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several sessions as Chairman of the Com- active agent of Mr. Buchanan's adminmittee of Foreign Relations, doubtless istration, which he greatly influenced, had its influence in his selection as a and the rebellion found him among the diplomatic agent abroad of the Confed- most conspicuous of the secessionists. erate States. We have seen his choice We have already noticed his farewell to on occasion of the Secession and the part the Senate.* Of late years he had also he took in his native State in its assaults borne a prominent part in the disturbed upon the Government. His course in local politics of New Orleans, and unthe Senate was chiefly noticeable for the doubtedly was well qualified, as a thordefiant tone with which he supported the ough partisan and ambitious advocate of pretensions of the Southern party. Un- Southern independence, to represent the like his grandfather, who was a resolute Confederacy wherever he might be sent. opponent of the institution of slavery, Of course persons so well known would he was one of the most strenuous advo- not think of making their way through cates of the new pro-slavery policy- the Northern States to embark for Euwas the author of the fugitive slave bill rope. A better chance was to take the —and had long made up his mind in risk of the blockade. Accordingly, a litfavor of the separation from the Union tle before midnight of the 11th of Octoof the Southern States.

ber the party consisting of Mr. Mason John Slidell, the Commissioner to of Virginia, his secretary Mr. McFarFrance, was a native of New York. land, Mr. John Slidell of Louisiana, acBorn in the year 1798, he was a few companied by his wife and four children years older than his coadjutor. A duel and his secretary Mr. Eustis with his in his youth with Stephen Price the wise, together with some other agents of well-known theatrical manager, was fol- the Confederates, among whom, it was lowed by his retirement to New Orleans, said, was Captain Coxeter, late of the Priwhere he pushed his fortunes in the law vateer Jeff. Davis, embarked at Charlesand in political life. He was appointed ton on board the small steamer Theodora. United States District Attorney at that the night was dark and the obscurity city by President Jackson, was frequent- was increased by a light rain. Under ly sent to the State Legislature, and was these favoring circumstances the steamer elected a member of the national House escaped the notice of the Union ships off of Representatives. While a member the harbor and made her way in safety of Congress he was prominently brought to the port of Nassau, in New Provi. to the notice of the public by his ap- dence. There the party would have dispointment by President Polk as Minister embarked and taken the British steamer Plenipotentiary and Envoy Extraordin- by which communication is kept up beary to Mexico on the eve of the war tween England and the island, but learnwith that country. The difficulties; how- ing that this vessel made New York her ever, between the two nations had gone stopping place, they were needs compelltoo far for negotiation—at least it was ed to choose some other route. "Howso thought by the government at Mexico, ever gratifying a sight of New York and Mr. Slidell was not received in his might have been under other circumdiplomatic capacity. On the retirement stances,” as the Charleston Mercury, in of Mr. Soulé from his seat in the United reciting these particulars, with an uninStates Senate to enter upon his mission tentional foreshadowing of coming events, to Spain, Mr. Slidell was appointed as remarked, “the commissioners determinhis successor, and upon the conclusion of ed on this instance to forego the pleathe term was again elected. He was an sure." The Theodora then sailed for * Ante vol. i. p. 248.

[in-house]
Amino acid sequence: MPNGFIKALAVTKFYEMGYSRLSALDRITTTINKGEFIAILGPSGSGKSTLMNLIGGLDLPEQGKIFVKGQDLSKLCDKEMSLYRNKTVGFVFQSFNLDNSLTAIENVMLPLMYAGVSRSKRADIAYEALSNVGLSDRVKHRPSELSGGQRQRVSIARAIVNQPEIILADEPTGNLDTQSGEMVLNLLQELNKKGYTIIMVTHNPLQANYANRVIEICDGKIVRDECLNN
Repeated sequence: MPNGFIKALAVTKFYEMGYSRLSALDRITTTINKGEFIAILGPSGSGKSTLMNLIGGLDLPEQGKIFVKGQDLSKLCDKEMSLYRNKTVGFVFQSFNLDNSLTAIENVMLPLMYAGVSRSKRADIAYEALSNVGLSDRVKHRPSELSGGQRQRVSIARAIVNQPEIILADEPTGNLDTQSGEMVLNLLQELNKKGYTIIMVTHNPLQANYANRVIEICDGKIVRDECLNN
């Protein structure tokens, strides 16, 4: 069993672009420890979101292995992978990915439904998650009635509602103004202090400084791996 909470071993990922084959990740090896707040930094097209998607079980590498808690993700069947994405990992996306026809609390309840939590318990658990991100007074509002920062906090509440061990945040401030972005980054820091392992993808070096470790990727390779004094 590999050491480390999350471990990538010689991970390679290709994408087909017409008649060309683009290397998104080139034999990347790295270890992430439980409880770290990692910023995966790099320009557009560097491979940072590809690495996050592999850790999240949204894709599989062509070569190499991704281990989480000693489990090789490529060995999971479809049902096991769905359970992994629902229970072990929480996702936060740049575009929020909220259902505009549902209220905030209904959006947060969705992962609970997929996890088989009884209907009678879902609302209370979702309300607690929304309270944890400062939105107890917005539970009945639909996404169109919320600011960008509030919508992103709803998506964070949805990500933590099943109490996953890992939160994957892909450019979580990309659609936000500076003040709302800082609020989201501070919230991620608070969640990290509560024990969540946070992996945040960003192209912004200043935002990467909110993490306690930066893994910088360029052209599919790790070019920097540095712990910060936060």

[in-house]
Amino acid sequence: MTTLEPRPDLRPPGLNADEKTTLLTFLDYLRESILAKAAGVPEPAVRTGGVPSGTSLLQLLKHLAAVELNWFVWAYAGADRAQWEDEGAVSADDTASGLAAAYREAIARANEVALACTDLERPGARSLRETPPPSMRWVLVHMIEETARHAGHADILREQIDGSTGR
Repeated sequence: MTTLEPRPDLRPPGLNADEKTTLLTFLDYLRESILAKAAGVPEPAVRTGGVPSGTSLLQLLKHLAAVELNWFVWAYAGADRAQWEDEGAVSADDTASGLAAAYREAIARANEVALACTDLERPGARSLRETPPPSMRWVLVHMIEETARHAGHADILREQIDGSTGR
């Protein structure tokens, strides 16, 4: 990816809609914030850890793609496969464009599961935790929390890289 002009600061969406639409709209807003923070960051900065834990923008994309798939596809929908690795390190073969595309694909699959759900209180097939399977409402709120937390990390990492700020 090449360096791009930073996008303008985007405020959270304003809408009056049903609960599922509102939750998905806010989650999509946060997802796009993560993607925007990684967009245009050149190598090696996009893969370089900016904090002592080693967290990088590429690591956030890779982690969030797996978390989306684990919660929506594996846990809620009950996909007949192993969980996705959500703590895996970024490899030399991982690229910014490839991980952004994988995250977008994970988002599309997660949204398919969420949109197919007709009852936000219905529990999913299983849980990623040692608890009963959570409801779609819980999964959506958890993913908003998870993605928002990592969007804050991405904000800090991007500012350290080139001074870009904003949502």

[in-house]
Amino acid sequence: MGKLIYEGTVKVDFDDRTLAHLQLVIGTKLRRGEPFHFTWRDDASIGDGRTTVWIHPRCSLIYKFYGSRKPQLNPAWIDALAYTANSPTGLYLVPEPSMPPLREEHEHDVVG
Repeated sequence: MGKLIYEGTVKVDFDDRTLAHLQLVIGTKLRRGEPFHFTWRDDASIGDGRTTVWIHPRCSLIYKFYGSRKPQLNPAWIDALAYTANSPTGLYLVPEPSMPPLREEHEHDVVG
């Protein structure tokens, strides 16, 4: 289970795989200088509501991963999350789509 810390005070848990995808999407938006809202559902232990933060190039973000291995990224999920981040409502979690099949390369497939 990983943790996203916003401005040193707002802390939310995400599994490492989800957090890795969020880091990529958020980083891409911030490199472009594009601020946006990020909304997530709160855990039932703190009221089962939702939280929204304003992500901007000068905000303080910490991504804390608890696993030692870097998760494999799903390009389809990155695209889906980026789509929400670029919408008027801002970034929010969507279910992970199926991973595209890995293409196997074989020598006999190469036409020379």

* Ante vol. i. p. 67.

He was apport that The nigheased by a per

Cuba, landed the commissioners at Car- been assigned to special duty near denas on the 16th, and the next day en- Washington. At the time of the detered the port of Havana displaying the parture of the Confederate CommissionConfederate flag. There the ambassa- ers he was on his way hoine from the dors were well received by their friends Coast of Africa in command of the and the supporters of the Southern re- United States vessel San Jacinto, a first volt.

class screw steam sloop, mounting thirMeanwhile the reported departure of teen guns. the Commissioners had made some stir at Approaching the American Coast, CapWashington and throughout the country. tain Wilkes put into the island of St. It was said on the authority of a South- Thomas, and there, gaining information ern newspaper, that they had escaped of the movements of the Confederate from Charleston in the steamer Nash- privateer Sumter, went in pursuit of her ville, a privateering vessel fitting out at in the Gulf of Mexico and at various that port, which, as subsequently ascer-West India stations. At Cienfuegos he tained, did not leave till more than a learnt that the Theodora had run the fortnight after the Theodora. Govern- blockade from Charleston and reached ment vessels were immediately dispatch- Havana, whither he proceeded to watch ed in pursuit to the Bermudas, whither her movements and capture her if possithe Nashville had directed her course, ble on her return to the Southern States. and to the coast of England, whither it On reaching Havana, on the 31st of Ocwas supposed she would speedily pro- tober, he found that the Theodora had ceed. To none of the vessels, however, already departed, leaving the Confederspecially sent out to intercept the Nash- ate ambassadors and their suite, enjoyville, were the ambassadors the destined | ing the hospitality of the British Consul prize. Their capture was reserved for and their sympathizing friends while they an eminent officer of the American Navy, awaited the arrival of the West India whose accidental return to this region packet, the regular means of communifrom a foreign station threw him at the cation with Europe, the English steamer time upon their track.